AMD Radeon HD 6450 Review: Caicos Cometh

Conclusion: A Potentially Good HTPC Prospect If The price Is Right

Let’s consider average game performance:

First, we should be clear: this class of card is not targeted at gamers. These products are for folks who want something better than integrated graphics for any number of reasons: multiple display support, video acceleration and enhancements for HTPC use, 3D video playback, and yes, even casual gaming for folks who can’t or won’t invest more into their graphics card.

As a cheap gaming card, the Radeon HD 6450 doesn’t stand up well compared to the Radeon HD 5550. If you’re looking for a sub-£70 gaming upgrade you’d do well to consider stepping up £15 to the Radeon HD 5570, but the Radeon HD 5550 and GeForce GT 430 results show you that the new Radeon HD 6450 isn’t in the running.

As a low cost multi-monitor option for the workspace, the Radeon HD 6450 has better prospects, but is it any better than the cheaper Radeon HD 5450? Probably not. And if you’re looking for Eyefinity gaming, you’re barking up the wrong tree. Once again, this is where a few more dollars will make a big difference.

As an HTPC card though, that’s where the new Radeon HD 6450 stands out. It’s tiny, uses very little power, is relatively quiet, has great image quality, can accelerate Blu-ray 3D over HDMI 1.4a, and can even game at 720p even if it’s not ideally suited for that task. The passive, silent DDR3 version of the Radeon HD 5450 brings all of those traits to the table for around £35 (final pricing not confirmed) if you’re willing to give up a little gaming prowess. That’s a very compelling HTPC solution.

Before now, the cheapest card to offer all of these features was the GeForce GT 430. As I write this I notice that a couple models have dropped as low as £52 on So while the Radeon HD 6450 DDR3 may undercut the competition as a great low-cost HTPC option, the Radeon HD 6450 GDDR5 has the GeForce GT 430 to contend with. At that point the question becomes whether gaming or Eyefinity is your preference, and either way you’re probably better off spending a few dollars more for the Radeon HD 5570 unless you really want Blu-ray 3D decode acceleration. I suppose if 3D Vision appeals to you the GeForce GT 430 might look good, but once again, if you’re investing in a 3D Vision monitor you should be budgeting more for your graphics hardware.

The bottom line: if the Radeon HD 6450 DDR3 launch price is £35 or less, it offers a complete feature set backed with decent performance for a low buy-in and would be a real budget winner. The more expensive GDDR5 flavour of the Radeon HD 6450 is much closer to some tough competition including the GeForce GT 430 and Radeon HD 5570, and therefore can’t take a glowing recommendation at this time.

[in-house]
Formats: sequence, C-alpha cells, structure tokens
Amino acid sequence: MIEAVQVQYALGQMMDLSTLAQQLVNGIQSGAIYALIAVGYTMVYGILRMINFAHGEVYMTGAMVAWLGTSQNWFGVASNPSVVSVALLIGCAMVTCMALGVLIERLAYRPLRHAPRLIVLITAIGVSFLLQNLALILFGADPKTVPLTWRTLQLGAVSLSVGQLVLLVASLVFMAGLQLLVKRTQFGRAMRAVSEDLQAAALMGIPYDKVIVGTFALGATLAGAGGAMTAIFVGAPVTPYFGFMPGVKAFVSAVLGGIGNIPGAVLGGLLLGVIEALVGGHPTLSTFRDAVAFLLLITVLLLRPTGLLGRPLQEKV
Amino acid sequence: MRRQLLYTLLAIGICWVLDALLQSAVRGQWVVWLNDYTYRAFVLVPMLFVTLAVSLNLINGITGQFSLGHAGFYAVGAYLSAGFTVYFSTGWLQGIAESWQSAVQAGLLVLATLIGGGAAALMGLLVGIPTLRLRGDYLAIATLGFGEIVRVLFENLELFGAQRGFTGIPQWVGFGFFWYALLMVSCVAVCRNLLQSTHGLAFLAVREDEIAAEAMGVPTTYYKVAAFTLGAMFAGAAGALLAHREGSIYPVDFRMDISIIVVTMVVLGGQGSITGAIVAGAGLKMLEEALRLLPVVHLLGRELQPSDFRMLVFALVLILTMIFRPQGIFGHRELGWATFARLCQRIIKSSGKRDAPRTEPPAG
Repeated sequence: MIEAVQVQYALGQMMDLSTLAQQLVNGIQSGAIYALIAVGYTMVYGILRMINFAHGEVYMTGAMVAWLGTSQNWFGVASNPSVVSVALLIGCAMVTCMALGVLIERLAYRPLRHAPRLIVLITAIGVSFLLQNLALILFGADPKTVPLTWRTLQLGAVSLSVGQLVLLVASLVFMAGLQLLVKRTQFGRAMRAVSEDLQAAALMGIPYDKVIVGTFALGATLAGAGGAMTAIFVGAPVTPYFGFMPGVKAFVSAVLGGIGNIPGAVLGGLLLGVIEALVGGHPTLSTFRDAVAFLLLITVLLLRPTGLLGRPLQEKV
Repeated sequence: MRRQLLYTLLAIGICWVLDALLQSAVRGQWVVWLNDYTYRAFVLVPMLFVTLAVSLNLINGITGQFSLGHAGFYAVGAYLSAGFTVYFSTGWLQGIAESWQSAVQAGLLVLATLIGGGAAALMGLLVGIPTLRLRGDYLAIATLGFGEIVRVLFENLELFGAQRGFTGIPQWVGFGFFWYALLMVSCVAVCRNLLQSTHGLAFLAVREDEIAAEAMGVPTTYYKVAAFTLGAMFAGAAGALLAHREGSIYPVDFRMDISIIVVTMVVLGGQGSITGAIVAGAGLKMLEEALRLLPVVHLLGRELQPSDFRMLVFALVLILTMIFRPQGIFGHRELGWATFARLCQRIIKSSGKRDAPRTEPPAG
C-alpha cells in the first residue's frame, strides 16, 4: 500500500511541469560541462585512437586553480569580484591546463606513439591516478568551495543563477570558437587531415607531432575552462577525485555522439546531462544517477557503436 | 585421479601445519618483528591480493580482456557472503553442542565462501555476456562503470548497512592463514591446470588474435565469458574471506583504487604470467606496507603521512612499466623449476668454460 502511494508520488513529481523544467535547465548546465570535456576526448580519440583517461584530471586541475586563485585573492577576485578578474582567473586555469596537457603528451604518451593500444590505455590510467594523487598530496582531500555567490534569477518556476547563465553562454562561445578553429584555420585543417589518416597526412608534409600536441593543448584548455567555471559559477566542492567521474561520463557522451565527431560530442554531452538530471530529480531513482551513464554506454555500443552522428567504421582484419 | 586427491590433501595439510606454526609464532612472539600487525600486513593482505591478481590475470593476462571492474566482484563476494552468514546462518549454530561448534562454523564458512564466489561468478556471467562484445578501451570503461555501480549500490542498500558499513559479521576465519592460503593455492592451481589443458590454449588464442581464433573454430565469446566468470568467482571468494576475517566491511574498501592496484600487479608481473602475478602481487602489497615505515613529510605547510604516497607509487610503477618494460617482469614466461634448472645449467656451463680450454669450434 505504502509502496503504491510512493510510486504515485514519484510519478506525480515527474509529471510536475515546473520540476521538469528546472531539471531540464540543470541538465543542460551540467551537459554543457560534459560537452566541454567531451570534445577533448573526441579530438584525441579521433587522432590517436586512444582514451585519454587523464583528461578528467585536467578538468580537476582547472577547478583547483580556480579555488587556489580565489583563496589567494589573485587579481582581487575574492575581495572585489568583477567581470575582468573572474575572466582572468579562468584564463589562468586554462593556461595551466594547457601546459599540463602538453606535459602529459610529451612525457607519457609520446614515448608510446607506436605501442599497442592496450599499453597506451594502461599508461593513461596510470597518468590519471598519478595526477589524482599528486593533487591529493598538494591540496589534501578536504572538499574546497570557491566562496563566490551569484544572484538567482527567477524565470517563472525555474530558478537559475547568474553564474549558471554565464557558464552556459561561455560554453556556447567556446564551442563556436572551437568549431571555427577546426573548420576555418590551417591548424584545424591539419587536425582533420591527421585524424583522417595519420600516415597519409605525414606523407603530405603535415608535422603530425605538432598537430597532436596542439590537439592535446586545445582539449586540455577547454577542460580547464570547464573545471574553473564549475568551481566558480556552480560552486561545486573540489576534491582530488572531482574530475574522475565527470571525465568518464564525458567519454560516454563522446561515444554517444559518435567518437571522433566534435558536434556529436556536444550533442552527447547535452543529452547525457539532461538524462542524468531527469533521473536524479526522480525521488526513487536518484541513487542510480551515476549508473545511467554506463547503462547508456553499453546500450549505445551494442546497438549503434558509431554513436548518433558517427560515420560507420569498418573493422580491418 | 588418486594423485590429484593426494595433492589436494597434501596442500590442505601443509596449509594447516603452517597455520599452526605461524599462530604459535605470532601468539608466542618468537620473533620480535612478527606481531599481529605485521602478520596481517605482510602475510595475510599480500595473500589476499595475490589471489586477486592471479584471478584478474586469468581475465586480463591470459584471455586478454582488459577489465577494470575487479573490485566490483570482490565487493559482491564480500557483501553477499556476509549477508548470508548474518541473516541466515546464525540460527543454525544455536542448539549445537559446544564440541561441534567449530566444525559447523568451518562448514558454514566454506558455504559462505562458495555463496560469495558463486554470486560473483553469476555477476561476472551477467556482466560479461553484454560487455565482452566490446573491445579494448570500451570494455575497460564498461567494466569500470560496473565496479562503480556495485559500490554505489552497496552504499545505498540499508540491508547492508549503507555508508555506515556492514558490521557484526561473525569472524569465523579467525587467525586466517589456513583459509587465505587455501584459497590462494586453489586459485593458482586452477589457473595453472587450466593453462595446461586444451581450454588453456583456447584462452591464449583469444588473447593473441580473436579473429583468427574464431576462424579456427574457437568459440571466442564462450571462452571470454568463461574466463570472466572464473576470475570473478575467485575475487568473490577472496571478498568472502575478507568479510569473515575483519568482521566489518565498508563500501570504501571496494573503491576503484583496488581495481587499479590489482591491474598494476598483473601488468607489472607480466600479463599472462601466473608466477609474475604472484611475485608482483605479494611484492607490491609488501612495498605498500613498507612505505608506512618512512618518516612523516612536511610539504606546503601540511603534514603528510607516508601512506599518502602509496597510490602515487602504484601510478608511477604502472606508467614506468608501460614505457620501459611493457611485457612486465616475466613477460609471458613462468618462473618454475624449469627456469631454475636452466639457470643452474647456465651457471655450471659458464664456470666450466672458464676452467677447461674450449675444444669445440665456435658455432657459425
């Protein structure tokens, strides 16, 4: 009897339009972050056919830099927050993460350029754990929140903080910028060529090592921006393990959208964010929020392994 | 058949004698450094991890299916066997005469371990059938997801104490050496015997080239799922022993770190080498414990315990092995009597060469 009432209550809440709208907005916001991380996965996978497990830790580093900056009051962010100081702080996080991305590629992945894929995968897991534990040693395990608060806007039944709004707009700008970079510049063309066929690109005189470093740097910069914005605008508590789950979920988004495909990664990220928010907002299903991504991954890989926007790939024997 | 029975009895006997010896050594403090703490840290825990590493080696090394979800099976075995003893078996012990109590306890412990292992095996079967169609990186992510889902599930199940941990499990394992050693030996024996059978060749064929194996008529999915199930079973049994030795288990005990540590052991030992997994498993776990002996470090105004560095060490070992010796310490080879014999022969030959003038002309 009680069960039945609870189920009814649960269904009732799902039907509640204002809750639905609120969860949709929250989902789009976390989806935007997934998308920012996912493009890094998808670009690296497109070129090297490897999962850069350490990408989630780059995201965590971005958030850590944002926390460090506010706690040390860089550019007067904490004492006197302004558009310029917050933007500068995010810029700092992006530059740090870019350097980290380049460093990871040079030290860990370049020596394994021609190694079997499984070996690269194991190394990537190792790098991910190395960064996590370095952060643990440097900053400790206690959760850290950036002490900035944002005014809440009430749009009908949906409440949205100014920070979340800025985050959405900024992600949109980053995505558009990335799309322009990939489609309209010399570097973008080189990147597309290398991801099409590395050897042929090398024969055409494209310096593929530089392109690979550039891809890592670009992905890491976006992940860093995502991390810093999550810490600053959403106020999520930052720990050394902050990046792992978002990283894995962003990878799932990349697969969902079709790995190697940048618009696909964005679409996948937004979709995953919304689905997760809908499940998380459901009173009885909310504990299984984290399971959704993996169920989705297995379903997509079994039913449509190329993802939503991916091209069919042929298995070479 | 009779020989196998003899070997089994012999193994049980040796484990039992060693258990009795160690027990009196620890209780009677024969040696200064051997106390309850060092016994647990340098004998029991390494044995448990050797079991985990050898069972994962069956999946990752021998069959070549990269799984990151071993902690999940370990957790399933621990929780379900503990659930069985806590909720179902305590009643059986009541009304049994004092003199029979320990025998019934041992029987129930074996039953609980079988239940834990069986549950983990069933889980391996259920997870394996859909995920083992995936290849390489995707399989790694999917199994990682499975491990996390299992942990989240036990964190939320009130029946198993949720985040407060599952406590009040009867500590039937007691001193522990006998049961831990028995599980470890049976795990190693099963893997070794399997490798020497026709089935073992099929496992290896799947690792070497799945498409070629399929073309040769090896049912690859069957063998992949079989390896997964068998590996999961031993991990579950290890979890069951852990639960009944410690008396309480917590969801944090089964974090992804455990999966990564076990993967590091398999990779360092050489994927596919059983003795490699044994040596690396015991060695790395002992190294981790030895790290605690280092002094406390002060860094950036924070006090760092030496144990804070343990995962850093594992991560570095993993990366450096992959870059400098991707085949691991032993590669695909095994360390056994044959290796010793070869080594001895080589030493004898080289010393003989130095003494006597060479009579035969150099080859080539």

Of course prices seem to shift faster than ever lately, so today’s great deal can become tomorrow’s poor choice (and vice versa). For those looking for up-to-date price recommendations, check out our monthly Best Graphics Card For The Money article.

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  • kaprikawn
    I use a 5450 in the rig I mostly use, a HTPC hooked up to my HDTV. When I saw this article on the front page I immediately started planning my upgrade. But the fan is a deal-breaker. If it were passively cooled I would have switched, as it is I'll stick with the 5450.
  • acer0169
    ^^^ you could always get a 5750 if you wanted to upgrade.

    Not really worth upgrading if your HTPC handles 1080p etc fine already.
  • blibba
    "The passive, silent DDR3 version of the Radeon HD 5450 brings all of those traits to the table for around £35 (final pricing not confirmed)..."
  • luca_c
    well.... but i don't understand witch software, for 3d blu ray playback test, you use.... hd6450 is 3d accellerated but software like powerdvd can manage well only nvidia card 3d accellerated... with card like hd6450 all decoding work is "played" by cpu(my test...)what do you think about?
  • mikes1992
    I've got the Sapphire HD 6450 with passive cooling and I've seen my temperatures go upto 80c while playing games. I decided to upgrade from a HD 2400 and it's made a significant performance boost for only £26 as you'd probably expect going from a low end card from 2007 haha. I also choose this card because of my PSU power limitations "250watt" and wanted to upgrade on a tight budget. I read on a site it had 18 watt usage and on here it says 20 watts.